“Limiting warming to 1.5°C is possible within the laws of chemistry and physics, but doing so would require unprecedented changes,” said Jim Skea, Co-Chair of IPCC Working Group III, in the widely released statement from the IPCC on the Special Report.

The kind of changes the report speaks to are sci-fi in nature right now. Some the human community is already working on. Others are blueprint concepts that if these new technologies were brought out of the prototype stage and into working reality they’d be able to put unemployed people to work. Most Star Trek fans remember when the communicators looked like flip phones. They were just a prop and thought to be far-fetched futuristic ideas. Today we have flat touch screen phones far beyond the idea of a flip phone, technology arriving just a few years after the flip phone. It’s not such a huge step to bring some of these CO2 reducing concepts out of the blueprint stage and put them into practice. 

“The good news is that some of the kinds of actions that would be needed to limit global warming to 1.5°C are already underway around the world, but they would need to accelerate,” said Valerie Masson-Delmotte, Co-Chair of Working Group I, in the widely released statement from the IPCC on the Special Report.

Scrubbing carbon out of the atmosphere is one solution among many possible solutions. It works on the principal of a sink, as in carbon sinks and pumps. It absorbs CO2 from the  atmosphere in a process called carbon capture, which is a method capable of removing more than 90 percent of CO2 from the atmosphere around power plants and industrial facilities like cement factories, according to the Center For Climate and Energy Solutions (C2ES). 

“The report makes clear we need to use all the tools at hand,” said Bob Perciasepe President of C2ES. “Even as we continue pushing as hard as we can on renewables and efficiency, we’ll need to rely heavily on other available and developing technologies, including nuclear and carbon capture, to achieve carbon neutrality. It’s not a competition – we need them all. Only through rapid innovation and deployment can we replicate in transportation and industry the encouraging progress achieved in the power sector.”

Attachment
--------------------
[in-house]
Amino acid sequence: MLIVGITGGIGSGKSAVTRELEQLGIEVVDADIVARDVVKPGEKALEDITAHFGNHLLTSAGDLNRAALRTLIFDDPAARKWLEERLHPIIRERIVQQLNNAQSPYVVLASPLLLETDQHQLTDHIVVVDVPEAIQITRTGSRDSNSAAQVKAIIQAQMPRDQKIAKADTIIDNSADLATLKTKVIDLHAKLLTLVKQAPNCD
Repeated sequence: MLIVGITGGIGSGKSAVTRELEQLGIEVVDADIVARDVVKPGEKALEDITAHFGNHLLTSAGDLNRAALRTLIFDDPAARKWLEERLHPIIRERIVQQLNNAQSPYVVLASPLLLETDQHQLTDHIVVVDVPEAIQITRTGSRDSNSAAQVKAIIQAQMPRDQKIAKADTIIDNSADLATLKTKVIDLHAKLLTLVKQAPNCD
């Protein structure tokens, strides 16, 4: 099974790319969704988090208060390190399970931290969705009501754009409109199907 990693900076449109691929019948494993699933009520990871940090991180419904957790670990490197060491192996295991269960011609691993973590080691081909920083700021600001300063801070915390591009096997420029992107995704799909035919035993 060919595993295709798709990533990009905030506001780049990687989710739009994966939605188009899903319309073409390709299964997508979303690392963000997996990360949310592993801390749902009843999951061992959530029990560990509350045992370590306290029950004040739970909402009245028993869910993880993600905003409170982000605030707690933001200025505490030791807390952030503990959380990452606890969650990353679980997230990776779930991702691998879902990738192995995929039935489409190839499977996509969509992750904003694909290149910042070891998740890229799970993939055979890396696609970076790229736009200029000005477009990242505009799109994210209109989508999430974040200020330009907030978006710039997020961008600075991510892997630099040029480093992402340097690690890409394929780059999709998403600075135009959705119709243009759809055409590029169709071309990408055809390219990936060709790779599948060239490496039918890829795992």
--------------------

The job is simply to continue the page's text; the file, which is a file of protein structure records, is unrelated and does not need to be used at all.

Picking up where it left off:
According to C2ES, there are almost two dozens commercial scale carbon capture projects operating in the world with 22 more in development. 

Pathways to keep warming below 1.5°C require net annual CO2 emissions to peak and decline to near zero or below, several sections of the IPCC Special Report state. Reducing greenhouse gas emissions to zero would mean keeping cumulative CO2 emissions stable or making concentrations of CO2 in the atmosphere fall. Merely stabilizing atmospheric greenhouse gas concentrations would result in continued warming beyond the stated limit. A dire warning in the report states, if starting emission reductions is delayed until temperatures are close to the proposed lower 1.5°C warming limit, pathways to keep warming below 1.5°C necessarily involve much faster rates of net CO2 emission reductions combined with rapid reductions in non-CO2 forcing, which also means the planet reaches the 1.5°C limit much sooner. 

According to the IPCC Special Report authors, “There is no definitive way to limit global temperature rise to 1.5°C above pre-industrial levels. This Special Report identifies two main conceptual pathways to illustrate different interpretations. One stabilizes global temperature at, or just below, 1.5°C. Another sees global temperature temporarily exceed 1.5°C before coming back down. Countries’ pledges to reduce their emissions are currently not in line with limiting global warming to 1.5°C.” 

The Special Report pointed out past emissions stating they alone are unlikely to raise global-mean temperature to 1.5°C above pre-industrial levels, but past emissions do commit to other changes, such as further sea level rise.

The Special Report’s authors warn, “If all anthropogenic emissions, including aerosol-related, were reduced to zero immediately, any further warming beyond the 1°C already experienced would likely be less than 0.5°C over the next two to three decades, and likely less than 0.5°C on a century timescale, due to the opposing effects of different climate processes and drivers. A warming greater than 1.5°C is therefore not geophysically unavoidable: whether it will occur depends on future rates of emission reductions.”